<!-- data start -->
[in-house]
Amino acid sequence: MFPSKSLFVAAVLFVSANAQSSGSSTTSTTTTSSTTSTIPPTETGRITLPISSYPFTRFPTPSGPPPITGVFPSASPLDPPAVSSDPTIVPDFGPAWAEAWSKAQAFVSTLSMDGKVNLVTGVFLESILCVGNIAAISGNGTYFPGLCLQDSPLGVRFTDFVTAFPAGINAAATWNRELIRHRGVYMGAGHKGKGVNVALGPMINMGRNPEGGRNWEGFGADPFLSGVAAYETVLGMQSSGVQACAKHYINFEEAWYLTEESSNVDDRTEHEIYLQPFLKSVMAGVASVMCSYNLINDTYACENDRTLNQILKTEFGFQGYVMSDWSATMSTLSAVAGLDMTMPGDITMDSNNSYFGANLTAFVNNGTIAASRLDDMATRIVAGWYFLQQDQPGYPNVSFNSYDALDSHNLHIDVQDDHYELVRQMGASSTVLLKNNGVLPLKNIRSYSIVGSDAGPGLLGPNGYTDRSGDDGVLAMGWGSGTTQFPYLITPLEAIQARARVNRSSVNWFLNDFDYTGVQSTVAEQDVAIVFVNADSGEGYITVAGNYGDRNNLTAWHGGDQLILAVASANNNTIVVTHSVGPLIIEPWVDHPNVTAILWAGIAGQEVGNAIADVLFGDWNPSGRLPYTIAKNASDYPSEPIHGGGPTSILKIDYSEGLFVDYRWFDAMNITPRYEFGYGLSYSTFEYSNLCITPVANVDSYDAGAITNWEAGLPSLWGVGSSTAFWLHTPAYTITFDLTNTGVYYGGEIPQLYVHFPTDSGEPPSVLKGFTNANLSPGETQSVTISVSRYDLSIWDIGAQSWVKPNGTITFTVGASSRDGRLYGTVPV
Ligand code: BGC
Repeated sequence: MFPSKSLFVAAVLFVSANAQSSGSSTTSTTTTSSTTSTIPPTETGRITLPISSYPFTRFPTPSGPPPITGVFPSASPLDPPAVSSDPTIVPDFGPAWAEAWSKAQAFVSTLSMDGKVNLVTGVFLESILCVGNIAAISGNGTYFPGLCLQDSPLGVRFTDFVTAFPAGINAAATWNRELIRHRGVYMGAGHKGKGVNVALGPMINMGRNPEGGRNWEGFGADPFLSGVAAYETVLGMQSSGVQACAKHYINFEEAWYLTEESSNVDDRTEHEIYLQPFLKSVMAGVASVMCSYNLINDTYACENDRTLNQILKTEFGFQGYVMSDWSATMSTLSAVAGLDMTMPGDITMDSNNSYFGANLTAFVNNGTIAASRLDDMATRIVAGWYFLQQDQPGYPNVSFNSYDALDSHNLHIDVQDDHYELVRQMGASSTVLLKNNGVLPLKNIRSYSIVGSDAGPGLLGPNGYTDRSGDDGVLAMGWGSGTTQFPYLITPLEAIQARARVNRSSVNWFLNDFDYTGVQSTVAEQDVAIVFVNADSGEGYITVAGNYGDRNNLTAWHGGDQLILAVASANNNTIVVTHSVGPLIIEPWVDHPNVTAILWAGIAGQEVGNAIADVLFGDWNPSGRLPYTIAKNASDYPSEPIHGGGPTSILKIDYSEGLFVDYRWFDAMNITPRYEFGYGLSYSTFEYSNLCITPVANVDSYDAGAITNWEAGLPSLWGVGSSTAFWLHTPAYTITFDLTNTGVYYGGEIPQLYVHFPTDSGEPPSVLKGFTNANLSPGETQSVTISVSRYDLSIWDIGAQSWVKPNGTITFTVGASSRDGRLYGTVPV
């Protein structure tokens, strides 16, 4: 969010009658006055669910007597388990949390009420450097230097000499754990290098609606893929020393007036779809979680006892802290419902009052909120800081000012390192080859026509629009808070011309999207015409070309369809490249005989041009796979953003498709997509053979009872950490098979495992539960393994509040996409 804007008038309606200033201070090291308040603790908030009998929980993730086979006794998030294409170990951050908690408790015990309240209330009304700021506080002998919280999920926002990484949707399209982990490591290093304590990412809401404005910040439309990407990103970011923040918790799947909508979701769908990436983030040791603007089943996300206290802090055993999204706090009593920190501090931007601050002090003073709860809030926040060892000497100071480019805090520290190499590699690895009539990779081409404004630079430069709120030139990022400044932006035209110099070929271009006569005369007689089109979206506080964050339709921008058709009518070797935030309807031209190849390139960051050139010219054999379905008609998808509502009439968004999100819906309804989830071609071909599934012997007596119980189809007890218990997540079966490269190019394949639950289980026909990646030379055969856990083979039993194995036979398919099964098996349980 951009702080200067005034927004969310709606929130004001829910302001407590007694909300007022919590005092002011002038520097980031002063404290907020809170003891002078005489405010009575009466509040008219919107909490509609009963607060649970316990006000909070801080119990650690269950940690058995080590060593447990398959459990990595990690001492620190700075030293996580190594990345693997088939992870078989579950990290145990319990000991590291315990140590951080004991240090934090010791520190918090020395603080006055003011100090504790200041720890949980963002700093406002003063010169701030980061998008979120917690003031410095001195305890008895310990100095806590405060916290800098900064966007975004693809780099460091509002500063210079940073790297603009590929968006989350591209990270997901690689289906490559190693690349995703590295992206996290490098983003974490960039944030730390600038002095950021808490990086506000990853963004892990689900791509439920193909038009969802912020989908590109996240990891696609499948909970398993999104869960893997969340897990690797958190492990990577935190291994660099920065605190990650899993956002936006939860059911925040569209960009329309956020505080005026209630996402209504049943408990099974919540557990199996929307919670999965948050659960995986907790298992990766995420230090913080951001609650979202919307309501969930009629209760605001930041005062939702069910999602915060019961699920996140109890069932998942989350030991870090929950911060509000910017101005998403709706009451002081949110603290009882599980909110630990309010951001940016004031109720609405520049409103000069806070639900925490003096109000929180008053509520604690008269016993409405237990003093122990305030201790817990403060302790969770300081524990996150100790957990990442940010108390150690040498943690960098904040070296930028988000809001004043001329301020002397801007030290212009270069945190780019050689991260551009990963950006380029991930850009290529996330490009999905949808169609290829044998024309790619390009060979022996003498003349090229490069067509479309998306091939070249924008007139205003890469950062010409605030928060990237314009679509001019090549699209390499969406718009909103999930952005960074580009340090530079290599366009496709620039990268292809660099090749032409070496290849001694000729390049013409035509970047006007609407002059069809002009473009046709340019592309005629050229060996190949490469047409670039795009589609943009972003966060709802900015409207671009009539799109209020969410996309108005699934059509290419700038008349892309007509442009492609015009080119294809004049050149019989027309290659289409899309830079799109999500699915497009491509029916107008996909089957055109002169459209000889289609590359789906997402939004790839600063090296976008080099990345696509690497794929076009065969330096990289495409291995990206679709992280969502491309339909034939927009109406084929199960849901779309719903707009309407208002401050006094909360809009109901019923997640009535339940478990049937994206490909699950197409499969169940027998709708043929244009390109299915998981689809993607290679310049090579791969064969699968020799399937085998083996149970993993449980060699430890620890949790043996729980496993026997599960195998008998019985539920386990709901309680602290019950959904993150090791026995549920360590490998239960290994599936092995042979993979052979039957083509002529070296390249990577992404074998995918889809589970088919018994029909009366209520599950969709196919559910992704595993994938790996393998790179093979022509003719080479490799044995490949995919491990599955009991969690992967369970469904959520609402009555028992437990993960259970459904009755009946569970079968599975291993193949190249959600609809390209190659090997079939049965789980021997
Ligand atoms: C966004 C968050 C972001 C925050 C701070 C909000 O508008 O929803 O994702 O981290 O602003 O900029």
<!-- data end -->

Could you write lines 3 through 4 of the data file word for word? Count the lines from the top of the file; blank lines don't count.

Ligand code: BGC
Repeated sequence: MFPSKSLFVAAVLFVSANAQSSGSSTTSTTTTSSTTSTIPPTETGRITLPISSYPFTRFPTPSGPPPITGVFPSASPLDPPAVSSDPTIVPDFGPAWAEAWSKAQAFVSTLSMDGKVNLVTGVFLESILCVGNIAAISGNGTYFPGLCLQDSPLGVRFTDFVTAFPAGINAAATWNRELIRHRGVYMGAGHKGKGVNVALGPMINMGRNPEGGRNWEGFGADPFLSGVAAYETVLGMQSSGVQACAKHYINFEEAWYLTEESSNVDDRTEHEIYLQPFLKSVMAGVASVMCSYNLINDTYACENDRTLNQILKTEFGFQGYVMSDWSATMSTLSAVAGLDMTMPGDITMDSNNSYFGANLTAFVNNGTIAASRLDDMATRIVAGWYFLQQDQPGYPNVSFNSYDALDSHNLHIDVQDDHYELVRQMGASSTVLLKNNGVLPLKNIRSYSIVGSDAGPGLLGPNGYTDRSGDDGVLAMGWGSGTTQFPYLITPLEAIQARARVNRSSVNWFLNDFDYTGVQSTVAEQDVAIVFVNADSGEGYITVAGNYGDRNNLTAWHGGDQLILAVASANNNTIVVTHSVGPLIIEPWVDHPNVTAILWAGIAGQEVGNAIADVLFGDWNPSGRLPYTIAKNASDYPSEPIHGGGPTSILKIDYSEGLFVDYRWFDAMNITPRYEFGYGLSYSTFEYSNLCITPVANVDSYDAGAITNWEAGLPSLWGVGSSTAFWLHTPAYTITFDLTNTGVYYGGEIPQLYVHFPTDSGEPPSVLKGFTNANLSPGETQSVTISVSRYDLSIWDIGAQSWVKPNGTITFTVGASSRDGRLYGTVPV